Investors have become increasingly interested in mortgage backed securities (MBS) since the turn of the century, and exchange-traded funds (ETFs) are a preferred means for accessing the MBS market.

An MBS is developed by restructuring a collection of illiquid loans into a single tradeable security. The securities are rated by the quality of the credit attached to the underlying pool of loans. Coupons are assigned based on the loan ratings, with lower-rated securities having higher coupons to attract investors successfully. Typically, MBS are guaranteed by government-sponsored enterprises, including Ginnie Mae, Fannie Mae and Freddie Mac. They are referred to as pass-through securities because an intermediary passes through payments from the issuer to the security holders.

The demand for real estate has made a convincing turnaround since the 2008 financial crisis, with February 2015 being the second most profitable month for home sales since 2008 and showing the first year-over-year price increase since November 2010. As interest rates remain low, there will likely be substantial increases in demand for mortgage loans, resulting in the establishment of more asset-based securities, potentially increasing the pool of high-quality assets in this investment category.

The iShares Barclays MBS Bond ETF

The iShares Barclays MBS Bond ETF (NYSE Arca: MBB) is a good option for investors looking to invest in fixed-rate mortgage pass-through securities issued by the Federal National Mortgage Association (FNMA), the Government National Mortgage Association (GNMA) or the Federal Home Loan Mortgage Corporation (FHLMC). The fund aims to provide investors with results that track the performance of the Barclays U.S. MBS Index. The pass-through securities comprising the underlying index have 30-, 20- and 15-year maturities. Along with fixed-rate mortgages, the index also includes hybrid-type adjustable rate mortgages.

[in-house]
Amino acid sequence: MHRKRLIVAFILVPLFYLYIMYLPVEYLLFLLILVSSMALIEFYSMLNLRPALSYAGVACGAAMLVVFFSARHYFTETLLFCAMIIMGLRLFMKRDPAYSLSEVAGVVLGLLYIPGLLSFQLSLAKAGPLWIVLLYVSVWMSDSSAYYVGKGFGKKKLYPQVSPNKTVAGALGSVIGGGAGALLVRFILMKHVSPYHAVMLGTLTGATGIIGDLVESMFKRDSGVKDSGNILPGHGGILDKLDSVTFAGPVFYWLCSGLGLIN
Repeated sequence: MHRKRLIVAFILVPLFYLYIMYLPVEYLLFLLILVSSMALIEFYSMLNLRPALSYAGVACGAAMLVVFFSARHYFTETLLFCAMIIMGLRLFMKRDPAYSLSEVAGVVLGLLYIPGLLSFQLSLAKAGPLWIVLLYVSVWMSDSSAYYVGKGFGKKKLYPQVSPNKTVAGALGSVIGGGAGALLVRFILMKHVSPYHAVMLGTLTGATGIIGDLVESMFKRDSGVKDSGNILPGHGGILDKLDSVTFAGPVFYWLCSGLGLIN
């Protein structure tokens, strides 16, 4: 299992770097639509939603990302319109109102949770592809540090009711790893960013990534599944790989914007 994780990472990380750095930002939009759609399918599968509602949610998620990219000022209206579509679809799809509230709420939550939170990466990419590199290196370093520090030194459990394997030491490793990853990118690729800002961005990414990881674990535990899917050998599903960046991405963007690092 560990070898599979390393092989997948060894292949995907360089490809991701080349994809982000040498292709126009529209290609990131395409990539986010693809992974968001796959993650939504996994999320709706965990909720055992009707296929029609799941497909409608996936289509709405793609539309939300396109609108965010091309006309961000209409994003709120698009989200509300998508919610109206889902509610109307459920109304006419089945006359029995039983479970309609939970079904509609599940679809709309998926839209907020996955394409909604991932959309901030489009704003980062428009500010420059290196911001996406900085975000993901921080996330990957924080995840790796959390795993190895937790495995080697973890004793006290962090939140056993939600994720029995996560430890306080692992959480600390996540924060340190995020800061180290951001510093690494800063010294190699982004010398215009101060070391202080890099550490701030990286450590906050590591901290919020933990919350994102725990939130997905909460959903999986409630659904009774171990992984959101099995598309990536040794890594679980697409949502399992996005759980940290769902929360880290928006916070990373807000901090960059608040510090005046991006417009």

MBB has total assets of $7.3 billion. The 2015 five-year return is approximately 12.7%. The fund is medium-risk. Its expense ratio is 0.27%, and it has a 1.75% dividend yield. The fund's holdings have an average yield to maturity of 2.22% and a weighted average maturity of 4.7 years.

The SPDR Barclays Capital Mortgage Backed Bond ETF

The SPDR Barclays Capital Mortgage Backed Bond ETF (NYSE Arca: MBG) is a good fit for investors seeking above-average yields in return for accepting a slightly higher (still relatively moderate) level of risk. The dividend yield for this fund is 3.88%, almost twice the yield of MBB.

MBG attempts to provide investors with investment results that mirror the performance of the Barclays U.S. MBS Index, excluding fees. The index is a benchmark metric for the performance of investment-grade U.S. agency mortgage pass-through securities. The securities are backed by pools of mortgages and are issued by government-sponsored entities such as FHLMC, GNMA and FNMA.

This State Street fund has an asset base of approximately $1.5 million, and trades about 29,000 shares daily. The expense ratio is 0.2%. The fund's five-year return, as of 2015, is 13.91%. Average yield to maturity for fund holdings is 2.23% and the fund has an average maturity of approximately 4.7 years.

The Vanguard Mortgage Backed Securities ETF

The Vanguard Mortgage Backed Securities Index ETF (Nasdaq: VMBS) seeks to follow the performance of the Barclays Capital U.S. MBS Float Adjusted Index. The index includes U.S. agency mortgage backed pass-through securities issued by entities such as the FNMA. To be eligible for inclusion in the index, aggregates must have a minimum of $250 million outstanding and a weighted average maturity of at least one year.

This Vanguard-issued fund has an asset base totaling $1.5 billion. It's considered to have a moderate risk level. The expense ratio is extremely low, only 0.12%. The fund offers a 1.31% dividend yield. The average yield to maturity is 2.15%, and the average maturity is 4.5 years. Besides its notably low fees, this fund's appeal is that it is the only one with solidly AAA-rated holdings.